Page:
The most common esophageal disease we treat is gastroesophageal reflux disease(heartburn, or GERD). Most of these patients have hiatal hernias, though not all, and the surgery may be referred to loosely as “hiatal hernia surgery” or as a fundoplication.
We also, however, are one of the few groups in California who treat a condition known as achalasia. For this condition the most common treatment has become a laparoscopic Heller myotmy, and we have had an extensive experience with this uncommon condition.
We also perform esophagectomy, by open surgery and also, when appropriate, by laparoscopy. We are among the first in the country to perform this complex surgery by the minimally invasive techniques of laparoscopy and thoracoscopy.
If you would like to be seen for any of these conditions, please download the following paperwork and complete it before your visit:
Laparoscopic and open Nissen Fundoplication for treatment of GERD and hiatal hernia
Laparoscopic Heller Myotomy for treatment of achalasia
- Hiatal hernia repair (download GERD information packet and GERD questionnaire above)
- Esophagectomy (removal of esophagus)
In this operation the esophagus is removed, and usually replaced by making the stomach into a long tube to span the gap. Rarely, the large intestine may be removed, instead.
Traditionally, this procedure was performed by a large incision followed by a large incision in the chest, removing one rib, and sometimes with a third incision in the neck. An alternative would be an upper abdominal incision, with the esophagus wiggled out through the abdomen, and then the stomach pulled up to the neck, where it is sewn to the esophagus in the neck.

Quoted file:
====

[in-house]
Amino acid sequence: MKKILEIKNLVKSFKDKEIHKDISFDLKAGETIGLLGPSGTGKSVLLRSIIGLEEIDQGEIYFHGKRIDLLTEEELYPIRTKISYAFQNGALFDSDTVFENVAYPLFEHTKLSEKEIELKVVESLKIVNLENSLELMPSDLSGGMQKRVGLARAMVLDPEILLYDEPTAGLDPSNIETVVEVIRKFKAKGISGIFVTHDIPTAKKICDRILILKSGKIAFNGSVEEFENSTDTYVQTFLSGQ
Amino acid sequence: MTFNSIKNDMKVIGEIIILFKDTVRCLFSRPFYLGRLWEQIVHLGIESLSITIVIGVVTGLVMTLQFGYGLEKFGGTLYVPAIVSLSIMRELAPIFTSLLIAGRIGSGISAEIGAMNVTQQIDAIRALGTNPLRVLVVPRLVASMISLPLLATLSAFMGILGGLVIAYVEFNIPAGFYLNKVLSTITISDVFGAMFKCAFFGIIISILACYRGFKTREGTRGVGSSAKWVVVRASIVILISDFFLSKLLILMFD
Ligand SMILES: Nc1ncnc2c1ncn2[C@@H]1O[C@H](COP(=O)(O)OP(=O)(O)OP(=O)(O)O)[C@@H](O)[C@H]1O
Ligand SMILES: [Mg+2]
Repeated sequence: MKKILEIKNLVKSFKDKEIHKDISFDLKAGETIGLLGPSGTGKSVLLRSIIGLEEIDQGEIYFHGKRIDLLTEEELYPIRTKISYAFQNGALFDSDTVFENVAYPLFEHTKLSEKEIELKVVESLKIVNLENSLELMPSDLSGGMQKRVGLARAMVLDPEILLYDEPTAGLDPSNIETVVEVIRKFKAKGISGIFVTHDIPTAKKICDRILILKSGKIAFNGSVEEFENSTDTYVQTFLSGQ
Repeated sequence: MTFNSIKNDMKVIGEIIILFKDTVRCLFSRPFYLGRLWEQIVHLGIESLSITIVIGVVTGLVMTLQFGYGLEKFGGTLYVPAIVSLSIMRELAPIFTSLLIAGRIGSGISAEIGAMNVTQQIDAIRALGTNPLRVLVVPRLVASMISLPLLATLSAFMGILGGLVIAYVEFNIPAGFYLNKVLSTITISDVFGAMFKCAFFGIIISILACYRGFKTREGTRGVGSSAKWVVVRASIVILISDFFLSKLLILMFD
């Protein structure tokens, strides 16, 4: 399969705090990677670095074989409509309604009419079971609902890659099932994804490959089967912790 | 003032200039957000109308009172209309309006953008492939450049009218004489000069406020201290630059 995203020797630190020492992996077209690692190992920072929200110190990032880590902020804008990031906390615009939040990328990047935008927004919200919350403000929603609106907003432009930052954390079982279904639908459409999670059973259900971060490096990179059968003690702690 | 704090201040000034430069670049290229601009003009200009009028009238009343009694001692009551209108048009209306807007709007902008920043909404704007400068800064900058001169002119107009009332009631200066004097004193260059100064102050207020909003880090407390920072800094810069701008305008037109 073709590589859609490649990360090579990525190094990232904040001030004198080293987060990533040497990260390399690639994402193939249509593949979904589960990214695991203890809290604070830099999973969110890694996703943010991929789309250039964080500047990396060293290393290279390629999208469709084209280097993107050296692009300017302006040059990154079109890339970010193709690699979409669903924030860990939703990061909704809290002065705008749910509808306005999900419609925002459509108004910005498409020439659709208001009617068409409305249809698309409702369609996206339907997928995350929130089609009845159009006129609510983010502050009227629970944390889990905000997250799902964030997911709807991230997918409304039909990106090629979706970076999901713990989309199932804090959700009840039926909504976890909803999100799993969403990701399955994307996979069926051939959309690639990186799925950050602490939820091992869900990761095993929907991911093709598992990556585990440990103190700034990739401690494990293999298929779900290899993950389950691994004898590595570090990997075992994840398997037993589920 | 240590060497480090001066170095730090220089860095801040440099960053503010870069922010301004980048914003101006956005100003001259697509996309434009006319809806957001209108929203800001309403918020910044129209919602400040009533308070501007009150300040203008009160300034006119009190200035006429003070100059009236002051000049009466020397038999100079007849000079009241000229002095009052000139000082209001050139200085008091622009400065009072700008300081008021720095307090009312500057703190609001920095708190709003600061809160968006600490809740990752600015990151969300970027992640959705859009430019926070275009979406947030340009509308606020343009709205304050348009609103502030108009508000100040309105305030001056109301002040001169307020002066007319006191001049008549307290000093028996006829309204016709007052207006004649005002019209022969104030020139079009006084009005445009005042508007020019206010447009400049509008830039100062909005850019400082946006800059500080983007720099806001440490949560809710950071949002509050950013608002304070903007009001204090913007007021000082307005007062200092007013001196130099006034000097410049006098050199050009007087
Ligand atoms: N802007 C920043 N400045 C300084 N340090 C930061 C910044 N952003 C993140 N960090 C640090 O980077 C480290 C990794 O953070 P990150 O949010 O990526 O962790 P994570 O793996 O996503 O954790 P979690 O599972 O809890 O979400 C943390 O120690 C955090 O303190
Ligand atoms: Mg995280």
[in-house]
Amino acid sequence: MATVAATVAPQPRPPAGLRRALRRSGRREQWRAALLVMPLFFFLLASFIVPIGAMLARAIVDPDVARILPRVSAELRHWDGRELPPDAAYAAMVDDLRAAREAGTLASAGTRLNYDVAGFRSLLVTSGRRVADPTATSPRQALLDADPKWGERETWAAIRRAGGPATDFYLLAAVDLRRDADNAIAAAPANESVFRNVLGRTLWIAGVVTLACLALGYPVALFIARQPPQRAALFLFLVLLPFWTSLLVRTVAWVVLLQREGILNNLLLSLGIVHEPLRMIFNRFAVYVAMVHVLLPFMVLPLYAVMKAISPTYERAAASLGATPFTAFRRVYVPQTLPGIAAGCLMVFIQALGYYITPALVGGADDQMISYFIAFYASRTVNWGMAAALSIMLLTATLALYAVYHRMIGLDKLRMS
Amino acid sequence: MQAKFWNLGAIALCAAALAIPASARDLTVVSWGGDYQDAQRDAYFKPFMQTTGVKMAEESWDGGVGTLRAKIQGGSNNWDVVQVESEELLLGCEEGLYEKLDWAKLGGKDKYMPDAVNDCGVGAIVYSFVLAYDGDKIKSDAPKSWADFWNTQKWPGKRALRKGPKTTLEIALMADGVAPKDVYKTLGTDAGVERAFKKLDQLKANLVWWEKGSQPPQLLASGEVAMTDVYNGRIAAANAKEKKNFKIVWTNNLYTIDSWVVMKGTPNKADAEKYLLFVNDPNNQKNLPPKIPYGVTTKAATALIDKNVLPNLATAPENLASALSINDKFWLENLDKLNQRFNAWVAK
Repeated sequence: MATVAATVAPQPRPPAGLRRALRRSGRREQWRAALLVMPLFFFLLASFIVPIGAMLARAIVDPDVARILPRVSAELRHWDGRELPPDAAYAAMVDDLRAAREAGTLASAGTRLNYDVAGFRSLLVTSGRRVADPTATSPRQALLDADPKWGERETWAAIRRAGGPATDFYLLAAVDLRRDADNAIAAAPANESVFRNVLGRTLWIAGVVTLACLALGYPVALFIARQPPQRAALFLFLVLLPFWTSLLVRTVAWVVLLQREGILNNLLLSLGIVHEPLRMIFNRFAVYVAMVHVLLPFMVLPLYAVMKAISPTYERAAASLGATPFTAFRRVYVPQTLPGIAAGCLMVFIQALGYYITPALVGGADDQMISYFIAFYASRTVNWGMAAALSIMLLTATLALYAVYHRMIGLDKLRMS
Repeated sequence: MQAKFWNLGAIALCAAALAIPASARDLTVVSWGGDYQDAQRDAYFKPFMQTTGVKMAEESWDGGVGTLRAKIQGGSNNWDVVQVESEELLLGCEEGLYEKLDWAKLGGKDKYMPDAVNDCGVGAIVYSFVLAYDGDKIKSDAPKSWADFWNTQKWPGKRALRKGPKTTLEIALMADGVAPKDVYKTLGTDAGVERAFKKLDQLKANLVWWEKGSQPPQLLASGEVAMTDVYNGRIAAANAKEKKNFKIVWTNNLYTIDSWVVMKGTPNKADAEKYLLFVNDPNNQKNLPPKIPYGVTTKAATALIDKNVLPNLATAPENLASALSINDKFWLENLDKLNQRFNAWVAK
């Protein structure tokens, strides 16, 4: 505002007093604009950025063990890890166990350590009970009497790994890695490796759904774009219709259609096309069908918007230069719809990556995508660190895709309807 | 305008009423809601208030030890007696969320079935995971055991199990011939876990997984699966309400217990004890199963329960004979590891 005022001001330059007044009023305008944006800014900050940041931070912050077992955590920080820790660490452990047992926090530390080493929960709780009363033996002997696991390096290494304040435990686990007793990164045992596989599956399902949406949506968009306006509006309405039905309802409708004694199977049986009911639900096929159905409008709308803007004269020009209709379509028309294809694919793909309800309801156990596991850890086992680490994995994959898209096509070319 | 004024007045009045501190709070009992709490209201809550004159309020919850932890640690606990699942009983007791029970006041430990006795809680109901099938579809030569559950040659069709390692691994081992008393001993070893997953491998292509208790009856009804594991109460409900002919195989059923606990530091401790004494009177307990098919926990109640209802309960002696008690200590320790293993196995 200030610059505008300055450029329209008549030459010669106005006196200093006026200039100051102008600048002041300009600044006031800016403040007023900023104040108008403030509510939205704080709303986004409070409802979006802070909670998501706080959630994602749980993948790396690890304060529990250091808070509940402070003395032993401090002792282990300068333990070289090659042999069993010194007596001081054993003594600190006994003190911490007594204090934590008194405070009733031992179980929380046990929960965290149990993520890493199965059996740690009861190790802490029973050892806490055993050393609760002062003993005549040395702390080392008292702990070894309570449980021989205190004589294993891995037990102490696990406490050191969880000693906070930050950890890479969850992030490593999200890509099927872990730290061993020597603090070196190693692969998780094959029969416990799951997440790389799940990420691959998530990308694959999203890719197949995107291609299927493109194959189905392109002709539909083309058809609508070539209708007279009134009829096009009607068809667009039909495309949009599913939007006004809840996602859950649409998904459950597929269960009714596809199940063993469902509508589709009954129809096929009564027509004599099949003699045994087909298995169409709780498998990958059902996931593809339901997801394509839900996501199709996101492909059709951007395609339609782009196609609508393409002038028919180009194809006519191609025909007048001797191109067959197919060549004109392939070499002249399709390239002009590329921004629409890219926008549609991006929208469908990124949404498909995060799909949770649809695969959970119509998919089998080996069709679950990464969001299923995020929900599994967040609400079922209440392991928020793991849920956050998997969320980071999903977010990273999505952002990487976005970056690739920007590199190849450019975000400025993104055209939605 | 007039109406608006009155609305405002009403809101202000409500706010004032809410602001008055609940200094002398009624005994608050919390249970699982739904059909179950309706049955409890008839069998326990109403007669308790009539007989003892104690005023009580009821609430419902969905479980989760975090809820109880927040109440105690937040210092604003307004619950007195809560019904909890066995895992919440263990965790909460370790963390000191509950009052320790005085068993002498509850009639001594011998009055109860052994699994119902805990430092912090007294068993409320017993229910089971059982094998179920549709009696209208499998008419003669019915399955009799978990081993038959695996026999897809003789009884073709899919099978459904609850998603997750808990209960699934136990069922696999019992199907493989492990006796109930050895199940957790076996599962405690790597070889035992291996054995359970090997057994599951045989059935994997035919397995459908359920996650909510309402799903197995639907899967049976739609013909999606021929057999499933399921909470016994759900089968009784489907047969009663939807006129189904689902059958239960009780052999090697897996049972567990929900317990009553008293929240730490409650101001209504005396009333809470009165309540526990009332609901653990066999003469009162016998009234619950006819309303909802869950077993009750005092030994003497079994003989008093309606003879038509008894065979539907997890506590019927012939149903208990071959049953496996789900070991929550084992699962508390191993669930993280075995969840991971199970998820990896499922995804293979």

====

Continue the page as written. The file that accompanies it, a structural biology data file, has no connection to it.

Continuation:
We prefer to perform most of our esophageal resections by laparoscopy and thoracoscopy. In this procedure, the abdomen is filled with carbon dioxide, and then 5 small incisions are made, through which long, slender instruments are introduced, along with a telescope. The procedure is viewed on a TV screen. The stomach is mobilized in the abdomen, and then the patient is turned onto their side, the right lung is allowed to collapse, and the esophagus is removed in the chest. The stomach is pulled up into the chest, and sutured to the esophagus. This procedure is much less painful than the traditional techniques for removal of the esophagus, recovery is generally shorter, and it is usually our preferred approach to esophageal cancer. Few surgeons have the skills necessary to perform this procedure, however, so this procedure is not widely performed.
When you come for your visit it is most helpful if you can bring any of the following that have been done to assess your esophageal condition:
- Endoscopy reports
- Pathology reports
- Manometry report, if done
- pH probe, if done
- Additional studies, if available, such as CT scan, endoscopic ultrasound, PET scan.
- X-ray reports and the X-rays themselves. It is unlikely that we will be satisfied with reports alone, and our time together will be used most effectively if I can review the xrays with you in clinic.